The Planning Commission has proposed changing rules to assure more coal supply for power-generating companies from domestic or imported sources, which the coal ministry fears will adversely impact Coal India (CIL) and give an unfair advantage to those with captive coal blocks.
At stake are those like Tata Power's and Adani's projects (both at Mundra) and Reliance Power's Krishnapatnam project. These have a combined capacity of 15,000 MW and have been hit hard by soaring global coal prices.
The meeting comes at a time when combined losses of distribution companies have crossed R1.5 lakh crore. The meeting at Singh's residence will be attended by officials from ministries of power, coal, environment and forests and railways.
BK Chaturvedi, member (energy) in the Commission has argued that Coal India's fuel supply agreements with power companies are not bankable as they guarantee only 50% supply. The agreements he has suggested, should provide for at least 80%. If domestic coal is not enough to meet commitments, CIL should import the rest.
In addition, domestic coal prices should be pooled and set 10% higher and this amount should be shared with power plants having coal linkage from CIL in pro rata manner of total imports and on kilo calories basis of imported coal. The existing 5% duty on coal imports should also be withdrawn, Chaturvedi has said in his report on the sector. He has also proposed setting up an expert committee to suggest policy changes to provide relief to the mega projects.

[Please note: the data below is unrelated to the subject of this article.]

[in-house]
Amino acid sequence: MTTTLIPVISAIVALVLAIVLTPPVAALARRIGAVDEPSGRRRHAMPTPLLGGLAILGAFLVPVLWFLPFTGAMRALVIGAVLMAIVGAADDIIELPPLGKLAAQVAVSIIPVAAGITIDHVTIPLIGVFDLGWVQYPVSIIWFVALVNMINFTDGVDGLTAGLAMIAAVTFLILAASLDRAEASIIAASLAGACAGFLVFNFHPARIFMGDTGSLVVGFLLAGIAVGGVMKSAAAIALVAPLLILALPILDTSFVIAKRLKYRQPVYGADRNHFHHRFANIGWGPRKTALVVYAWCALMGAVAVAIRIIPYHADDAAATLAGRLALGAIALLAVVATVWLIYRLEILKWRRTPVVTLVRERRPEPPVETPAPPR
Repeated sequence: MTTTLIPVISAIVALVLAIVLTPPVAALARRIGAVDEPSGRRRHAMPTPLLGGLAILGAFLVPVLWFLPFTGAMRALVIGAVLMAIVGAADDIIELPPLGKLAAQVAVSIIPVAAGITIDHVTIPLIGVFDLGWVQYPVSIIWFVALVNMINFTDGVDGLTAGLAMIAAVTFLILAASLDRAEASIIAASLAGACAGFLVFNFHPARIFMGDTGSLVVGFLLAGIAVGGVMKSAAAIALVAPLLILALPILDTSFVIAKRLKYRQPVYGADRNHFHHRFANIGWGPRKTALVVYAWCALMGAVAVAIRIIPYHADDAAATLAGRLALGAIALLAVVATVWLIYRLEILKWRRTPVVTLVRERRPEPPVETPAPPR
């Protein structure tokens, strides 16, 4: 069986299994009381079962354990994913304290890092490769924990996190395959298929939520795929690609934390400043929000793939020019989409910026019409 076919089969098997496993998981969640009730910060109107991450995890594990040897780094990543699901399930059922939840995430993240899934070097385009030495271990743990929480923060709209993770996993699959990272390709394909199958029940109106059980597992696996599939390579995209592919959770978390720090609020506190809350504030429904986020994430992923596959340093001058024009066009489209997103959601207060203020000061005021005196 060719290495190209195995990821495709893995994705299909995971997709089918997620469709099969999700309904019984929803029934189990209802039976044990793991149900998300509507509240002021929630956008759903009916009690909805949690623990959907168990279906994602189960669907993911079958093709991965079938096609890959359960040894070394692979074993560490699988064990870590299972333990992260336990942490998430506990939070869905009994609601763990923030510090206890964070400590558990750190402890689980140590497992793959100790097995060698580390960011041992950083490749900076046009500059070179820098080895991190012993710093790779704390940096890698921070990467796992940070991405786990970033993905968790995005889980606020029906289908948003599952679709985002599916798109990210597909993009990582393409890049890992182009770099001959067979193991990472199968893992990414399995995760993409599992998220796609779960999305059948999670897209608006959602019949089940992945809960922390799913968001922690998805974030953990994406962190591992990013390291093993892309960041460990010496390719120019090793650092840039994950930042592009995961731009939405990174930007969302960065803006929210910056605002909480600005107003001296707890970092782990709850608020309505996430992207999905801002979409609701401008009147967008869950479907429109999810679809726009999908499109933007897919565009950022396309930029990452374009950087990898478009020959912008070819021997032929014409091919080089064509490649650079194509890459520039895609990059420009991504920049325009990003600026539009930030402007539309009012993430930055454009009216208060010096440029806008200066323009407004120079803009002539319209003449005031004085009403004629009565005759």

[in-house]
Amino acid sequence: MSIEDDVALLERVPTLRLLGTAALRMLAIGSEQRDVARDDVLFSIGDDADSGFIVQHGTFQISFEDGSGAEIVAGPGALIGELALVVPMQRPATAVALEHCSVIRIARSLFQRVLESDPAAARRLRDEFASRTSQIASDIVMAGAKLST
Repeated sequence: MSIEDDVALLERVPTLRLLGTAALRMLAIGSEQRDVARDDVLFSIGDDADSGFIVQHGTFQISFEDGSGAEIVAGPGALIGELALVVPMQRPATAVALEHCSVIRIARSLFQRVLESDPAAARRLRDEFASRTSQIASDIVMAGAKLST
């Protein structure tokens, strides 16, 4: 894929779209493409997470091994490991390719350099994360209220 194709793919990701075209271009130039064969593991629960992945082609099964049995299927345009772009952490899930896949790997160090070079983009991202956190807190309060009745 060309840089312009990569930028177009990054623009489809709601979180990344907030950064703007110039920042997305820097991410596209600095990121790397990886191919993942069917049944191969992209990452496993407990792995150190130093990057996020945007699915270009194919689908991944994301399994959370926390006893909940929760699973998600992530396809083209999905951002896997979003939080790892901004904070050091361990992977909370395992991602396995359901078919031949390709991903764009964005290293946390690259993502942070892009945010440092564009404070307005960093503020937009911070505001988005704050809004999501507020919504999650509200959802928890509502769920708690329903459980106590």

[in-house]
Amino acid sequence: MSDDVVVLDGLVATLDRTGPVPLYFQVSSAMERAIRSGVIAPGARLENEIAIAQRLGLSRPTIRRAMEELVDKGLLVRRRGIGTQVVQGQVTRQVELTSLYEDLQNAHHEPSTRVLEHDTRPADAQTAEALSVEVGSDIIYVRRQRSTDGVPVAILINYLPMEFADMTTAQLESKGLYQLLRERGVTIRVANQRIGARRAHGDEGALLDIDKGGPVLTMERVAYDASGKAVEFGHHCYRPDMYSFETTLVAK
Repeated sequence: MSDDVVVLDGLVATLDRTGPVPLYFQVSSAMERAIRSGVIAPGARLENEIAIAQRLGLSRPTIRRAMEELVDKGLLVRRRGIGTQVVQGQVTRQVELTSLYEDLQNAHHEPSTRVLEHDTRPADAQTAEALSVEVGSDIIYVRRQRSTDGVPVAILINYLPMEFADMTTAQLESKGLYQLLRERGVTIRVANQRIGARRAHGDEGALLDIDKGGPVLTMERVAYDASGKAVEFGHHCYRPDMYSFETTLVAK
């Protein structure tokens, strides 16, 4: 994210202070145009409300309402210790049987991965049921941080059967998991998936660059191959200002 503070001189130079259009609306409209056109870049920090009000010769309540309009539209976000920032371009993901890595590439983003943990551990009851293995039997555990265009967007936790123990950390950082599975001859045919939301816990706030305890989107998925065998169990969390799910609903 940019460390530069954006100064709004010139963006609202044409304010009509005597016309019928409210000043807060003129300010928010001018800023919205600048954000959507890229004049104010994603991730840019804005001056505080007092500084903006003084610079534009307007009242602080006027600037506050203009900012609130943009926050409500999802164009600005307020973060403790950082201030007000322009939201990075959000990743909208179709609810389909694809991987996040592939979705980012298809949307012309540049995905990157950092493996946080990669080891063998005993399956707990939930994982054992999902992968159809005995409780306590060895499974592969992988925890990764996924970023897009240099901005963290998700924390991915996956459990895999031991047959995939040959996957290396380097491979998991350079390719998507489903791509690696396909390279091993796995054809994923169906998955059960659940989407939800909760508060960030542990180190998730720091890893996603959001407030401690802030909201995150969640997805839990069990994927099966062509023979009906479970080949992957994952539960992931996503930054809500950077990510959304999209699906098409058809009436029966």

But the coal ministry has rejected the suggestion that allottees be allowed to sell surplus coal to other user industries. It is in favour of handing over the surplus to CIL, which can then sell it to utilities through e- auctions.
The ministry also rejected Planning Commission's idea of pool pricing of coal, saying it would not be practical as there is no single destination or same variety for imported coal.
To reduce the drag on discoms, the Chaturvedi report has suggested that states be asked to ensure their discoms stick to financial discipline. However, this should be done in a phased manner so states are not forced to make sharp tariff hikes. After a recent directive from the Reserve Bank, banks have stopped short-term loans to discoms, following which seven states including Uttar Pradesh, Tamil Nadu and Rajasthan have sought central bailouts.
There are other important suggestions like asking the Centre to act as the broker between power-buying states and producers to discuss tariff revision in supply contracts. For smaller state-level projects, he has recommended, tariff revision is better left to power-buying states as power purchase agreements provide for changes in any provisions of the contract by mutual agreement by the two sides with the regulator's approval.
Towards implementing open access, Chaturvedi has suggested that at least a quarter of the 15% power available to the Centre from central utilities like NTPC and NHPC for discretionary allocation be earmarked for supply to open access customers. Discoms are required to comply with open access which facilitates power supply to customers with demand above 1 MW at negotiated prices.
Source- Financial Express